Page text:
- Blue Orange’s Dr. Eureka Speed Logic: Solve the formula by moving your molecules from tube to tube. Ages 8 and older.
- University Games’ Totally Gross: The Game of Science: Answer science questions and act out challenges covering biology, chemistry, geology, astronomy and more. Ages 8 and older.
- Capture the Flag: Redux: Hide the glow-in-the-dark lights from your opponents. Ages 5 and older.
- ThinkFun’s Yoga Spinner: Spin to perform the corresponding pose, and keep cards when you hold the pose for 10 seconds. Ages 5 and older.
- Pressman’s Dance Charades: Players dance out and create new moves. Ages 6 and older.
– Emily Webb
The Benefits of Board Games
With concerns about COVID-19 still prominent, parents are looking for productive ways to make the most of family time. In these days of uncertainty, board games provide not only a cozy family memory, but learning and brain development in many different areas. A 2008 study from Germany found that children who were given an extra hour of chess per week had an increased ability in basic math skills over their counterparts who were given an extra hour of traditional math instruction. Some homeschoolers have already realized the many benefits of board games and rely heavily on them to educate their children.
As the study from Germany demonstrated, math skills learned during board games may be even more beneficial than doing actual homework! But it’s not only chess that improves children’s STEAM abilities. They get practice counting points or board movements in all sorts of games. Other games, such as Yahtzee, also teach patterns, such as those on the dice, and recognizing the patterns on dice helps children learn to count both quickly and accurately as explicitly taught in some schools in first grade. Additionally, children begin to learn about probability as they roll the dice or spin the spinner in many games. During the game of Chutes and Ladders, children are beginning to internalize the idea of going back and forth on a number line, as well as recognizing the patterns on the dice and the numerals on the board. Certain games can reinforce STEAM skills with trivia, hands-on activities, money management, building and facts.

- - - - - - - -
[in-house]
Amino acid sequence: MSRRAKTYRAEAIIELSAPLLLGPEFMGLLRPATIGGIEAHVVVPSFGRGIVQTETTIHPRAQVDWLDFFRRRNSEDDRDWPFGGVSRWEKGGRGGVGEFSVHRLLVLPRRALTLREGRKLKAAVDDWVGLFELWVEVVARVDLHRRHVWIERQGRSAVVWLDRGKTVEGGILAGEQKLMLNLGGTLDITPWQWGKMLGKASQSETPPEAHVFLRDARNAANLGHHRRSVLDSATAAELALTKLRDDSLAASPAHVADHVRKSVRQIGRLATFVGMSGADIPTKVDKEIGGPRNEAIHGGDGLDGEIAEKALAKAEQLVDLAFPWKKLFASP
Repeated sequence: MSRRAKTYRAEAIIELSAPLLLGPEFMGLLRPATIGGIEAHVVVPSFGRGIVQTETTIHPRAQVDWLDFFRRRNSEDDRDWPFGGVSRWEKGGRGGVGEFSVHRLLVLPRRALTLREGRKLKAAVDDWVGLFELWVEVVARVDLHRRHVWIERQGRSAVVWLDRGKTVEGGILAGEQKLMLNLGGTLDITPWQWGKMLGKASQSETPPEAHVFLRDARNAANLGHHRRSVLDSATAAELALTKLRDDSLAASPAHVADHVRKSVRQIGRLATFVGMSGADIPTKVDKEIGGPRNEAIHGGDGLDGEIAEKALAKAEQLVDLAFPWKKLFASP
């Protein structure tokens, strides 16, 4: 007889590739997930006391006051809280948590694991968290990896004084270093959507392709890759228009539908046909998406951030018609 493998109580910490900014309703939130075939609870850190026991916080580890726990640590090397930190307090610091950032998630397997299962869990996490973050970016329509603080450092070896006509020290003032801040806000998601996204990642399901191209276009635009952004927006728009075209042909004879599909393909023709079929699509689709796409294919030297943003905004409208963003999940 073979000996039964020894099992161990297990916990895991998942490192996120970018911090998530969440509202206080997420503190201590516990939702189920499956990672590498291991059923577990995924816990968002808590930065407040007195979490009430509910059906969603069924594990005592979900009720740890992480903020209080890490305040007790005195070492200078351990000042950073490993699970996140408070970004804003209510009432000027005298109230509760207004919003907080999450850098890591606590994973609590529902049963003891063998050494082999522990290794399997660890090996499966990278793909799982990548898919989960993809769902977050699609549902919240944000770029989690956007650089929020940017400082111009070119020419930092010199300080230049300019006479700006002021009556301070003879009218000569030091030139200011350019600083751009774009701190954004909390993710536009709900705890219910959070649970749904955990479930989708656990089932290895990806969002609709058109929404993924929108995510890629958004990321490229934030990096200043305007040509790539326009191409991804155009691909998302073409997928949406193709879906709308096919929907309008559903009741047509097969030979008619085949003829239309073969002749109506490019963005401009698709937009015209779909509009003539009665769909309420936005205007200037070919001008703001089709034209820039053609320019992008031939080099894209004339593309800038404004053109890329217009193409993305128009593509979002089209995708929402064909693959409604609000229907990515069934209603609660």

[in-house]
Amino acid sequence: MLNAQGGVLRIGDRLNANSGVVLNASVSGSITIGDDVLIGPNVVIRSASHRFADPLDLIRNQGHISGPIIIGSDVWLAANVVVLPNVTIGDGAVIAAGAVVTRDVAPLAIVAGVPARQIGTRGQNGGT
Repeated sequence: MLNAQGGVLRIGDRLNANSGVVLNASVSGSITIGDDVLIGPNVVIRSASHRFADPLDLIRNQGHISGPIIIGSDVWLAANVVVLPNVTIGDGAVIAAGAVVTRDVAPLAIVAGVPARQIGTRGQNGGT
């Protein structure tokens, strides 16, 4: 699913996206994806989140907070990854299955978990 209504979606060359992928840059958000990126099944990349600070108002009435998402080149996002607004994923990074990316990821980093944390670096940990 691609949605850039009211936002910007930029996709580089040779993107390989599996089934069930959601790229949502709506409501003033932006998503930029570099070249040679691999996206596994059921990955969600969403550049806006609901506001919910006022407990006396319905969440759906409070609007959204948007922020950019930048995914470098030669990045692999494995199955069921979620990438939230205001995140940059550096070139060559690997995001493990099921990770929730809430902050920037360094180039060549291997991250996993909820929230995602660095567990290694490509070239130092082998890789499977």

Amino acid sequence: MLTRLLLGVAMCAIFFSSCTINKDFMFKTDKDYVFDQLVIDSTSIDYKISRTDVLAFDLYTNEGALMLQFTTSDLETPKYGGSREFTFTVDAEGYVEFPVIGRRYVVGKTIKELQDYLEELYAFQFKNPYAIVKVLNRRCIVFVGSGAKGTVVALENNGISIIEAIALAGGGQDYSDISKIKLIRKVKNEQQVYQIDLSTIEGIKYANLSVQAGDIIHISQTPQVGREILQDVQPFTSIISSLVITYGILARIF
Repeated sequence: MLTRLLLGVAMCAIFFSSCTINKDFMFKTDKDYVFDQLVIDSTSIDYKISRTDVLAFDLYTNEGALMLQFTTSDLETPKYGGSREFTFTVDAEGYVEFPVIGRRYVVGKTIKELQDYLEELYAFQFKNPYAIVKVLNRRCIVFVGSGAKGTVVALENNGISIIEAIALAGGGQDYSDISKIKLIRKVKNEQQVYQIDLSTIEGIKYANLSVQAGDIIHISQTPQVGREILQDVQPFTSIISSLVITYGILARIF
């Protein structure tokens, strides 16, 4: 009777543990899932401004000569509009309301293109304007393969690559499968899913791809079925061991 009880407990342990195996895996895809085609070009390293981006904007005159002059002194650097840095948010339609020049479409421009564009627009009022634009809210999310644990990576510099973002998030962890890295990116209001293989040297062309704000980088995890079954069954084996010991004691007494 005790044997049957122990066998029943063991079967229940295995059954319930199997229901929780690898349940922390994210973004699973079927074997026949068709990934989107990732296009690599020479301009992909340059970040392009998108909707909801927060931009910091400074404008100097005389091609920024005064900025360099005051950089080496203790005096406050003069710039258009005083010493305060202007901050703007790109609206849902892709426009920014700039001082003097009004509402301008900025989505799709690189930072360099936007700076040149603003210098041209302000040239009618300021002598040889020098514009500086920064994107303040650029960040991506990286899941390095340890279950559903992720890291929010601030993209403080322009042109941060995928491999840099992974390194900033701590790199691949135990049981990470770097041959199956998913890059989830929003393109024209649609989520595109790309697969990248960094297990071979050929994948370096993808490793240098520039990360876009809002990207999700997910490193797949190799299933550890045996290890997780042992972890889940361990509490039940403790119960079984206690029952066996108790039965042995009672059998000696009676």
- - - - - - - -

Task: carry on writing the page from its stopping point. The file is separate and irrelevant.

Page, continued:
Social skills are an integral part of playing board games. Children begin with the very basics of learning to take a turn and give a turn. This helps them gain patience as they wait for other players. As they grow, they can begin to internalize a sense of fairness from board games. Will the youngest player get to go first? How does it make others feel if someone cheats? What does it mean to be a good sport? These types of questions come up frequently when playing board games and help children understand what it means to treat someone fairly and be treated fairly. Board games also foster communication skills as players discuss whose turn it is, their plans for their next move and strategy.
Board games can also foster critical thinking skills. More advanced games such as Risk and Clue have greater opportunity for this type of thinking. In these more complicated games, children must use advance planning to decide how they will make their moves to have the best chance of winning. Games like Battleship and Stratego require deductive reasoning as players attempt to analyze each other’s strategy.
Language and Vocabulary
Some games, such as Scrabble or Balderdash, are obvious choices for building vocabulary. In Scrabble, children practice dictionary skills when they challenge an opponent. But even board games with less of a language focus can teach new words. Not only are children gaining language skills negotiating with fellow players, but even the very playing pieces and boards can offer chances to expand vocabulary. Clue, for example, hosts a lounge, a conservatory and a billiard room, rooms that probably aren’t present in a child’s day-to-day life experience. Board games may also encourage reading as children read the rules of the game or read off a card they have drawn on their turn.
Certain games such as Blokus, Kaboom and Jenga expand children’s spatial skills as they build, balance and explore how game pieces fit together. It’s important for kids to get movement daily. Games can encourage exercise by moving, twisting, dancing and stretching, such as Twister.
If board games are already a part of your family night, you can count on the fact that these are hours well spent. If you are not yet playing games as a family, you may want to consider it, especially as the topic of how and when to safely open public schools remains steeped in confusion. The advantages are many and are all accomplished while having fun and connecting as a family.
– Jill Morgenstern